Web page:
A Captive Audience

This past weekend I had the pleasure of sitting with my father in his ravine-side gazebo overlooking a canopy of trees, with tea in hand, and many folders full of material from our family history.  I had never sat with him before in this manner or read to him aloud.  It was “very Chekov”, a friend of mine pointed out.  I thought it was sublime.

On one of his birthdays past, I gave him a family history with all of the information in it, including a picture of his great grandfather. It did not seem to spark his interest.  Something was missing in my pursuit to inspire him, or hook him, into the past as I had been many years before. I lacked the confidence to convey to him the importance of it to me, or to engage him in a way that he could understand.

This time was different.  I had collected some new facts, and found a nugget that really interested him.  Our grandfather was a Reeve and owned his own land.  He had many properties.  My dad smiled at me as I read aloud, himself a business man with property.  He challenged me on a couple of things.  His questions peaked my interest and we sparred over whether or not such and such was true or not, or if we were related to so and so at all.  I believed we were, which fascinated him more. As he lay there on his lounger, head leaning back, eyes closed, I thought he fell asleep, only to arise with another question, “Do you think they were drinkers?”  I laughed out loud.

And…

“When are you going to find out more?”

I smiled. He was hooked.

Advertisements

Playing What If…

What if that one event we thought so pivotal to our life never happened?…

After watching Shrek Forever After today, I had to wonder what my life would be like if I hadn’t taken with my husband or moved close to the city.  I would not have become an actor when I did, I would not have joined a band (certainly not), I would not have had my daughter; nor would I live in this house, care one bit about gardening and keeping up with the weeds, or what schools to go to.

Then I look at the events in my family history, each ancestor’s life merely a time-line to me.  And I wonder, what don’t I know?  Why did this person do such and such?  Why did they marry this person and not that person?  What if they hadn’t?  And here I am, in the present, a live vestige of their every decision, now making my own decisions that will affect the lives of everyone around me.  What if I weren’t here?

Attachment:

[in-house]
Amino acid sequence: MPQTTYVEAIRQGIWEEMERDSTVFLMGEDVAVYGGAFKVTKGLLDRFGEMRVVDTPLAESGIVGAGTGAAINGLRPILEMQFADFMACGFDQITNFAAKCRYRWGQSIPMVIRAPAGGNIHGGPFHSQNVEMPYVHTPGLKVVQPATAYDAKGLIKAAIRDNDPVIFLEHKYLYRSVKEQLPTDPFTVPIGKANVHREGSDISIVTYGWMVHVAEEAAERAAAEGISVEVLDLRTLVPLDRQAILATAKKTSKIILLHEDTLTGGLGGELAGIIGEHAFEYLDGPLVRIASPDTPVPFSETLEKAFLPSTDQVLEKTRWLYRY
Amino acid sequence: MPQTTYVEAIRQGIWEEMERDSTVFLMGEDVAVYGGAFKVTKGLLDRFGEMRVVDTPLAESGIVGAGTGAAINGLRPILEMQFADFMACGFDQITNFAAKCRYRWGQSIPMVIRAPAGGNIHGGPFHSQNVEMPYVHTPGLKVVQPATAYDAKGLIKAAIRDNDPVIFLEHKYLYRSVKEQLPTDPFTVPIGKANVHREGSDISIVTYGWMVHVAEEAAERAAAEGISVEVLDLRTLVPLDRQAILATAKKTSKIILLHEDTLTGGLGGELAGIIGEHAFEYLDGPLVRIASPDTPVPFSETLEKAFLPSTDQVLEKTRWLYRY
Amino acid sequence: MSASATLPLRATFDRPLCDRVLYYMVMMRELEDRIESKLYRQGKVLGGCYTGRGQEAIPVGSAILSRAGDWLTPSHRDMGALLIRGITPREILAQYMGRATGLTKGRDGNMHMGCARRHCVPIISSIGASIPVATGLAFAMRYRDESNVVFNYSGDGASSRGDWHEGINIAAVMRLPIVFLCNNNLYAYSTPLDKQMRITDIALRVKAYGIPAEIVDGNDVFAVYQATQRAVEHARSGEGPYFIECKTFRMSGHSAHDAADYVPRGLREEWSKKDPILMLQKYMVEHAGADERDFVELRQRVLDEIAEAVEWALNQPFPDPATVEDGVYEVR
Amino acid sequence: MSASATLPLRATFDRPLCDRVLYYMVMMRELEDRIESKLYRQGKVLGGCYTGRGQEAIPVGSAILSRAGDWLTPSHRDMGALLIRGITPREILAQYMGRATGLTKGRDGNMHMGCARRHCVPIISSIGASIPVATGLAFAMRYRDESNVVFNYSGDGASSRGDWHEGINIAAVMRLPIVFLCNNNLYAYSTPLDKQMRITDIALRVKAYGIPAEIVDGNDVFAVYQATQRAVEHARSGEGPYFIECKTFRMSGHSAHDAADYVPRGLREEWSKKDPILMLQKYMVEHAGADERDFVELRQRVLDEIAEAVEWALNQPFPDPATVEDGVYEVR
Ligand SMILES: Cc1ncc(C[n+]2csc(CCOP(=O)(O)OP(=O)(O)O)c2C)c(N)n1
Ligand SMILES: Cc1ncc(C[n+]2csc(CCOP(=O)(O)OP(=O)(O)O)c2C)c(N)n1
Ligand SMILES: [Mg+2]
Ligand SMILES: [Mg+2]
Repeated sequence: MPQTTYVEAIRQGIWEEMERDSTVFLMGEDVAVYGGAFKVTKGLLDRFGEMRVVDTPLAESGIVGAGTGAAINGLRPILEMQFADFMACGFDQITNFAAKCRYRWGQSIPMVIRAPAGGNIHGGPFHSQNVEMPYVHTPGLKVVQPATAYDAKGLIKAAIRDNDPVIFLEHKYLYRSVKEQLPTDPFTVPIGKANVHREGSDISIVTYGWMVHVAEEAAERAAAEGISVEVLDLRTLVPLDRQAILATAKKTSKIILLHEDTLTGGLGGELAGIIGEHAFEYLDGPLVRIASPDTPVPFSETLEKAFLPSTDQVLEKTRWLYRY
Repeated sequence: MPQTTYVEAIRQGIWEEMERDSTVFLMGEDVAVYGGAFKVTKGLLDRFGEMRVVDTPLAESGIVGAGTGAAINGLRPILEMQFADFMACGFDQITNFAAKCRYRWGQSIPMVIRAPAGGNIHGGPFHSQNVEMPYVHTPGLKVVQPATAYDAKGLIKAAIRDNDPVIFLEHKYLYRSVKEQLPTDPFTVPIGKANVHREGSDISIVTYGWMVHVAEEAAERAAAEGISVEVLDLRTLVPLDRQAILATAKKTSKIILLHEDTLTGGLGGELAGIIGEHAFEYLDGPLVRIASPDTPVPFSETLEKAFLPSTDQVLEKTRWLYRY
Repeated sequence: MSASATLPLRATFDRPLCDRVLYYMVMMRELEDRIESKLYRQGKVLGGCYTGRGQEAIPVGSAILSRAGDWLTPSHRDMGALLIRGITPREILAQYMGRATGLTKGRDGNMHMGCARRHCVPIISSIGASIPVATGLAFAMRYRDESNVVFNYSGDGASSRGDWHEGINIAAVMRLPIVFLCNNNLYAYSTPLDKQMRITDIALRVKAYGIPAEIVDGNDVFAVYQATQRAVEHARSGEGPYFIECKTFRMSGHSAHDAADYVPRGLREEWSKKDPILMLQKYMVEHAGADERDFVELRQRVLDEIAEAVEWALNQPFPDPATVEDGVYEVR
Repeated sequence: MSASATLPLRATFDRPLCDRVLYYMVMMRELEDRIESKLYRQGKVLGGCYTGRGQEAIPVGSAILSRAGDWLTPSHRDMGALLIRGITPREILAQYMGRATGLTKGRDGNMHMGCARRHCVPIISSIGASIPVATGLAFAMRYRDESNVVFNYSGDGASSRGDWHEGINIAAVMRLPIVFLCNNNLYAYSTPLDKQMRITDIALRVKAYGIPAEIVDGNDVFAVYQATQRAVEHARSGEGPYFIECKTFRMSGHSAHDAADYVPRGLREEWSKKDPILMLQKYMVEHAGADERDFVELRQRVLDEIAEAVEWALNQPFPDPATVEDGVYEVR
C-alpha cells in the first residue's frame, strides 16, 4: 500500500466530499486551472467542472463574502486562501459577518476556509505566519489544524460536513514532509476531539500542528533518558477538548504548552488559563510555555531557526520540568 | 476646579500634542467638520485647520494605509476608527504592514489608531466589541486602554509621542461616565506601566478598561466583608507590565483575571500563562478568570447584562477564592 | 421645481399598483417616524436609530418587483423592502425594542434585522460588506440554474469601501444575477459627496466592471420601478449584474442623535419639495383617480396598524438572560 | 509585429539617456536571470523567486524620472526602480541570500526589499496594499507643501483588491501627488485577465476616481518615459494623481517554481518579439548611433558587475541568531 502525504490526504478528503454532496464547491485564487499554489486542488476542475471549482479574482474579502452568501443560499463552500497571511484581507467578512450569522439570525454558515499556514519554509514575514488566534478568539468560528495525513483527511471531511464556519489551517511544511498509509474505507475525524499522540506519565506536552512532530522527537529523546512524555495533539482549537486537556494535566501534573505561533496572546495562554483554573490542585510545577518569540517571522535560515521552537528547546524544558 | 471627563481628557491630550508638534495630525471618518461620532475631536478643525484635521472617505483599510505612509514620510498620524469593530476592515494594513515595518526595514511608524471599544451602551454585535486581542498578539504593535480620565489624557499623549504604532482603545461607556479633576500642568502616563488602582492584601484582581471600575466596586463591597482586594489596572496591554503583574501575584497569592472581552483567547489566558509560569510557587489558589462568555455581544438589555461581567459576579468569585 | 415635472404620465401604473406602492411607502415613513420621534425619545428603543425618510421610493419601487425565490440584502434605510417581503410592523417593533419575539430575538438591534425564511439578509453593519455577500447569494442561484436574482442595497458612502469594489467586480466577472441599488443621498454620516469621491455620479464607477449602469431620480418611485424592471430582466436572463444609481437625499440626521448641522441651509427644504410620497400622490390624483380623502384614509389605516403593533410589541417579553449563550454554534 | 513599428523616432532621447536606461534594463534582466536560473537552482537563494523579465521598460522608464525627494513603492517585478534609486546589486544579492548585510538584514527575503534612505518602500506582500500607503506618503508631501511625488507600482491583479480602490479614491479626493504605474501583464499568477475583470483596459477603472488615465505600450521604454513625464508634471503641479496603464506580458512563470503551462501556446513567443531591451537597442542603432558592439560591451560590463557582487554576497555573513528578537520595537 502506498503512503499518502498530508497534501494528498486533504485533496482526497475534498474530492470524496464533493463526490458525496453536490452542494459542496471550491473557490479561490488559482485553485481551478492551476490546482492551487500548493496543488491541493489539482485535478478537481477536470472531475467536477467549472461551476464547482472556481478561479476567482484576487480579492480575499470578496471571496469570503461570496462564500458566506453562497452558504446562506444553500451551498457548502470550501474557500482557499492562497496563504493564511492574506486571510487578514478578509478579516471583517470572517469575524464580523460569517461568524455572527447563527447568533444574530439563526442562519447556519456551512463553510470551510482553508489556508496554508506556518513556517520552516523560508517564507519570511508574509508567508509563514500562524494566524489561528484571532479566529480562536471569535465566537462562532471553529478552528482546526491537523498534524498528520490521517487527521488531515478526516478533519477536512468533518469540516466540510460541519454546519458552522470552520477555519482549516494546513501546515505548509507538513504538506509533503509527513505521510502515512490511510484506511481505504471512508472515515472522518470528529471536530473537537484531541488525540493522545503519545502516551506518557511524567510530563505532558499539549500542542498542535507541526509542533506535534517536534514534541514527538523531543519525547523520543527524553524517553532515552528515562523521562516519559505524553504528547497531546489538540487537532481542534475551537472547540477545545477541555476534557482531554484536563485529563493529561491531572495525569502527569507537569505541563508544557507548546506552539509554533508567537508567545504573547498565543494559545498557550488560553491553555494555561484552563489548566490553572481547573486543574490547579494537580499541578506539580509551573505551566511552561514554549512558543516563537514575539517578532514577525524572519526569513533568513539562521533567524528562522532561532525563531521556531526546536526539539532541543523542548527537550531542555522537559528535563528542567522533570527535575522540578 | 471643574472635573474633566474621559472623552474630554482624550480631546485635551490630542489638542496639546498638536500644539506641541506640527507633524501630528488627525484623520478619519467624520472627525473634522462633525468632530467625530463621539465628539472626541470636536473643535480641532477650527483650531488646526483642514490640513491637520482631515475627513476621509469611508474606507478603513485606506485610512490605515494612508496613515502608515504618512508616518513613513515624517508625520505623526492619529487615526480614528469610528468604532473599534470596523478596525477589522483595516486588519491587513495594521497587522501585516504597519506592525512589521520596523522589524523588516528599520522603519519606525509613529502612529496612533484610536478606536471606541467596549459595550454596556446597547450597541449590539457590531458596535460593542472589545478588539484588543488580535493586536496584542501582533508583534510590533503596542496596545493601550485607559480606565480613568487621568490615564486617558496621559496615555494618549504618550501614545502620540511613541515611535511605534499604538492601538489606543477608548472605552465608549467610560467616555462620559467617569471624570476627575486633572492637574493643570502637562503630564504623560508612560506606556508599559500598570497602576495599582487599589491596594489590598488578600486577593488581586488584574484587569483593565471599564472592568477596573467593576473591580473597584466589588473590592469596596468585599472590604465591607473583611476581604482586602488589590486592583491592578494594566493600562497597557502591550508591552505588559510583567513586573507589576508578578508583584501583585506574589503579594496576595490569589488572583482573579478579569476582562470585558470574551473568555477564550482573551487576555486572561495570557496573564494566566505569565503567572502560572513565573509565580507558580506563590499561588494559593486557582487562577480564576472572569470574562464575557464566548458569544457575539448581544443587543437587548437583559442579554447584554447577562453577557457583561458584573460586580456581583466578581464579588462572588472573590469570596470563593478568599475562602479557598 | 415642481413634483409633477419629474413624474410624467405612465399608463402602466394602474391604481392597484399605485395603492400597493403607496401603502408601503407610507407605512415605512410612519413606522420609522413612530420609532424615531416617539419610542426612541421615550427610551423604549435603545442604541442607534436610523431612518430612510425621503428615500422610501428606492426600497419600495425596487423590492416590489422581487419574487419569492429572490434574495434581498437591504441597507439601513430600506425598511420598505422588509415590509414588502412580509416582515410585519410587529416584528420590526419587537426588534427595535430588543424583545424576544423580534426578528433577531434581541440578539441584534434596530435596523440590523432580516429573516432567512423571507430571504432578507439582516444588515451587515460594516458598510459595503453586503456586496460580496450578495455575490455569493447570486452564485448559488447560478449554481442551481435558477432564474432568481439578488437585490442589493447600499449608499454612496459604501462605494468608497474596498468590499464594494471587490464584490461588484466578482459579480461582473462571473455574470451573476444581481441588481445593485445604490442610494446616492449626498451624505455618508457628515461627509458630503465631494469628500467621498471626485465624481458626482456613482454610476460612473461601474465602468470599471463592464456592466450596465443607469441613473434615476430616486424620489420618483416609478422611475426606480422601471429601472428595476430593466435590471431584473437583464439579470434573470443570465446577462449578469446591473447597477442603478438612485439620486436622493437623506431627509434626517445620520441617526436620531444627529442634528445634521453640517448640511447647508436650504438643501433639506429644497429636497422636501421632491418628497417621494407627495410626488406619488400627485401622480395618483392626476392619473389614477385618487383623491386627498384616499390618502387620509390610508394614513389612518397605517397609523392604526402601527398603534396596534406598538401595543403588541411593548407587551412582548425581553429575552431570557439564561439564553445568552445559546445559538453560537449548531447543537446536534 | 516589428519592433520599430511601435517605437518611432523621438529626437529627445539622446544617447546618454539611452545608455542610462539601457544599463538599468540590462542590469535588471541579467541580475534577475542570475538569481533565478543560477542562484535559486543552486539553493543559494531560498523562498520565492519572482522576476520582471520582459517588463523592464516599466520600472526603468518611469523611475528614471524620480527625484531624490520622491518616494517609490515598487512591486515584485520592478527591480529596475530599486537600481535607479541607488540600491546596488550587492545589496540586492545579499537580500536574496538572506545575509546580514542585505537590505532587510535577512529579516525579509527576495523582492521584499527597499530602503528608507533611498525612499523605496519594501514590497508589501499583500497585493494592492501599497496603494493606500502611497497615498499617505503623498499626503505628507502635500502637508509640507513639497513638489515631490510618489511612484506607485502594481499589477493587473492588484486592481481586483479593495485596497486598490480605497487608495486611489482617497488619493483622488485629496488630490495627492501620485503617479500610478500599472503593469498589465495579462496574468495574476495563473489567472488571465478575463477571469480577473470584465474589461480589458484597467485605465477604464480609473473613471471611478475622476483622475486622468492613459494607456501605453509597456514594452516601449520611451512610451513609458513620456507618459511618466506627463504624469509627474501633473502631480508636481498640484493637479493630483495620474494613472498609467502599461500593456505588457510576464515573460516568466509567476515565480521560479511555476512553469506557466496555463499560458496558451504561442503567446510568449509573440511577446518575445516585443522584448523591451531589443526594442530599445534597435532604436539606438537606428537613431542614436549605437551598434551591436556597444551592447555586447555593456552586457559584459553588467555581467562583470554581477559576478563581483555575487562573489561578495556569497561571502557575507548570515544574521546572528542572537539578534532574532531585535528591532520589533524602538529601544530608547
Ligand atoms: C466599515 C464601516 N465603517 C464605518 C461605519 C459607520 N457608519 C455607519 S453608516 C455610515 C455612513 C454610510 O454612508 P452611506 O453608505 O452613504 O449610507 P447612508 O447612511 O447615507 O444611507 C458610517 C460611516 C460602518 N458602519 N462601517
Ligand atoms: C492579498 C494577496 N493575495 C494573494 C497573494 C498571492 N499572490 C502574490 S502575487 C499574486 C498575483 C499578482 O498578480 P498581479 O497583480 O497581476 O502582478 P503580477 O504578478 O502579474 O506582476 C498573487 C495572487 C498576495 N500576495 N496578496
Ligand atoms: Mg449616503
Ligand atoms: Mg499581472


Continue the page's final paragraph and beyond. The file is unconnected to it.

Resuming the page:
Everybody wonders that at some point.  But this has come alive for me in the context of sorting my family history, and my life, all at once.  In the papers of old, I have asked myself where do I fit in, do I matter in this infinite time-line of events?  What difference do I make?

Maybe I am being hard on myself.  But I didn’t punch Sir John A. MacDonald in the nose, or build a railroad (my great grand-uncle did).  I didn’t leave my native Ireland and start all over again (my forefathers did).  Or did I?  In some small way, did I not leave my own native country – my childhood, the little city I called home, my family of origin?  I left all of that behind to go to university, earn a living in the big city, incite a passion long wanted, and eventually have a family of my own.  We all make choices and take leaps in our own way.  We all have our stories.

But what if we hadn’t?  This is not a question for regret, but for appreciation.  No matter how ugly it gets, there is benefit.  There is something or someone who wouldn’t be here if it hadn’t been for you.  You may not know it yet, but 50 or even 100 years from now, when someone is fishing through your papers or photo album, or remembering something you had said, they will be happy you were here.  They will be grateful that you did what you did, even if it was to give them something to write about!

One more thing:  And this is sentimental.  Since doing a time-line of my family of yesteryear, I decided to do one for myself.  Looking at the events of my life, I see not much at all.  Yet knowing myself and my life as I do, and how rich it really is, I have to realize that my approach to my family’s history (and the perspective of my life) has been very, very thin.  Amidst all of those dates – births, marriages and deaths – and great escapes – was a life, many lives, intertwined.  And what were they intertwined for?  Love, hatred, war, forgiveness, personal battles, contentment, building a home, building a country, building a Life.  In between all of the things I thought were important, the signposts and milestones we may consider noteworthy, a real live person breathed.  A real live person kissed their husband for the first time.  A real live person lost their innocent child and grieved.